Foakes on day three © BCCI

"Not knowing where I stood with England played a part in adding to that mental burnout. It was tough," Foakes told the Daily Mail, after he was snubbed from the Test squad. The English selectors instead looked at honing Jos Buttler and his skills, deeming it enough to warrant him the No.1 status in the country. 

Just before the start of the India tour, Foakes had got the knowledge that he was going to replace Jos Buttler, as early as the second Test in India. And the second Test was in Chennai, one of the toughest places for a wicketkeeper. While the seaming and swinging conditions offer trouble, the spinning deliveries require as much or more attention at an even faster pace. The difference between a stumping and a missed opportunity to snap a 100-run partnership could be milliseconds, that’s where the pressure and the importance of a specialist wicketkeeper comes into the picture.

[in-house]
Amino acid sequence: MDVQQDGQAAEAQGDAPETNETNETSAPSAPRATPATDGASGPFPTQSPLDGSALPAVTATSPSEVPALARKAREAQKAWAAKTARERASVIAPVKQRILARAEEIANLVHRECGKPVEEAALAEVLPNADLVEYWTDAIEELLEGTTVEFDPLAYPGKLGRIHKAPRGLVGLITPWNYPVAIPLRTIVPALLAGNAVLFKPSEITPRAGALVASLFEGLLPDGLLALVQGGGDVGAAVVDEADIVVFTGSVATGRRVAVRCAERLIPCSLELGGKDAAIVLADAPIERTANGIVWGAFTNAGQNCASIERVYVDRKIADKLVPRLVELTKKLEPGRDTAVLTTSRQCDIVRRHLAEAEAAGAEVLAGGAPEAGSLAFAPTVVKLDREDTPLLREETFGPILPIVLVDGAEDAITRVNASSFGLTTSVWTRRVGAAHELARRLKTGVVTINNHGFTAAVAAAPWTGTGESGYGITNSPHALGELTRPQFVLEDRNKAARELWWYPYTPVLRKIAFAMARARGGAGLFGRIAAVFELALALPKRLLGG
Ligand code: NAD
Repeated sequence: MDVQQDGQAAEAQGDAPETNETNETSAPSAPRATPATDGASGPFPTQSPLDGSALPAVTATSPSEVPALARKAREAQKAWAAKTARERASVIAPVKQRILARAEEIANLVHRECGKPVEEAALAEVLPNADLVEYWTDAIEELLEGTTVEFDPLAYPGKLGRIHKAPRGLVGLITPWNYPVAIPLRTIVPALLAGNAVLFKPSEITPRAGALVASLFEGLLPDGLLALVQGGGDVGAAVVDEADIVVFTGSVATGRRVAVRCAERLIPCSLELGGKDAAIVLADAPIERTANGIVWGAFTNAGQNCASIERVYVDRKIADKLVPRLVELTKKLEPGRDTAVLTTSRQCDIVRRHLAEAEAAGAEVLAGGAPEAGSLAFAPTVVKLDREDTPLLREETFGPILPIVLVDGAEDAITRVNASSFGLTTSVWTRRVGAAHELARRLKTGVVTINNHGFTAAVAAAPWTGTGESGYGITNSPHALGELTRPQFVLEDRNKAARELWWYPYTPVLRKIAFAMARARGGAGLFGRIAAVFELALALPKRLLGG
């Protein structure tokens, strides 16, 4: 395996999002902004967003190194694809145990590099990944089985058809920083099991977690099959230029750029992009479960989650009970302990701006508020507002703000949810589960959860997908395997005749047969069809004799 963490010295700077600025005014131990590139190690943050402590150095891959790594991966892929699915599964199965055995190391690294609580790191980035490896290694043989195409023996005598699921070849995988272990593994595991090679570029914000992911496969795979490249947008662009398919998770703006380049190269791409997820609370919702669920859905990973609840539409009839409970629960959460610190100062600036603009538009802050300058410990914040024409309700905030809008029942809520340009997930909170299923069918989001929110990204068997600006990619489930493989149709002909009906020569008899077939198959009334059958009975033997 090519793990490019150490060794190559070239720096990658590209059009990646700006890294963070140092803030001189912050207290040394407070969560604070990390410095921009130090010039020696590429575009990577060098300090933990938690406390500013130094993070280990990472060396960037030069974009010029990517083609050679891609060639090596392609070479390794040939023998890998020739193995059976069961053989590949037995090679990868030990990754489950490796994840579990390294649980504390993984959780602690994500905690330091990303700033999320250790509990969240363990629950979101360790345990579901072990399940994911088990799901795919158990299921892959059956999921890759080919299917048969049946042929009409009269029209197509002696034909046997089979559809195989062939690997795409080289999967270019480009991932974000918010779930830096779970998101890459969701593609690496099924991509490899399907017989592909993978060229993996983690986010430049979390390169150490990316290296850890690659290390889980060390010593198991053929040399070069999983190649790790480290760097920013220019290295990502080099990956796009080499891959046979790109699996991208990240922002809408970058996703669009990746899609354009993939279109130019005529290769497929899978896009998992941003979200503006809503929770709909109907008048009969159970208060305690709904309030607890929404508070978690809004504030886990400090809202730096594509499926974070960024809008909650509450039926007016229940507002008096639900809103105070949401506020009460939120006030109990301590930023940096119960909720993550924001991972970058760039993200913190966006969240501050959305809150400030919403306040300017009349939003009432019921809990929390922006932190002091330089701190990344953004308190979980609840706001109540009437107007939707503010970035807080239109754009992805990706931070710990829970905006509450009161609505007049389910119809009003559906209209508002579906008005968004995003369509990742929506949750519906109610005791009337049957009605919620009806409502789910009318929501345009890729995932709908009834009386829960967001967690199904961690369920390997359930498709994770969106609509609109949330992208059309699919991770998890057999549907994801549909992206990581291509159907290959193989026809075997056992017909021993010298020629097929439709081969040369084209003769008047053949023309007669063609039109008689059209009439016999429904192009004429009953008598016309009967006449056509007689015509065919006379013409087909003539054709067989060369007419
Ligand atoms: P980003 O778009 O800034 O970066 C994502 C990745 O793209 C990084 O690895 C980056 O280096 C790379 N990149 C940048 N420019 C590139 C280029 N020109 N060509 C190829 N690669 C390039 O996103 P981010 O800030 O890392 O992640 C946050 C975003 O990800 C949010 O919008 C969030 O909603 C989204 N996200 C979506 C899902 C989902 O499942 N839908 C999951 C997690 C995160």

Coming into the Test, Foakes had emphasised that he had played just two red-ball games, it didn’t matter though. On the first day, with the ball sharply turning away from Rohit Sharma, Foakes had the minute of opportunities - a sharp chance of getting a well-set batsman back to the hut. He did alright, he did more than alright, disturbed the timber and even was confident that he had sent Rohit back, only for the third-umpire to deny him of the glory. But despite that, he went on, at his best, even plucking deliveries outside the leg-stump on a sharp turning wicket.

On the second day, early in the morning, his stumping to dismiss Axar Patel - another sharp piece of work - saw him hit the headline yet again. His stumping was compared to MS Dhoni, one of Chennai’s loved figures and in Chennai, where the heart of the lion is, made it even more special. But could he and would he bat, as good as a specialist batsman?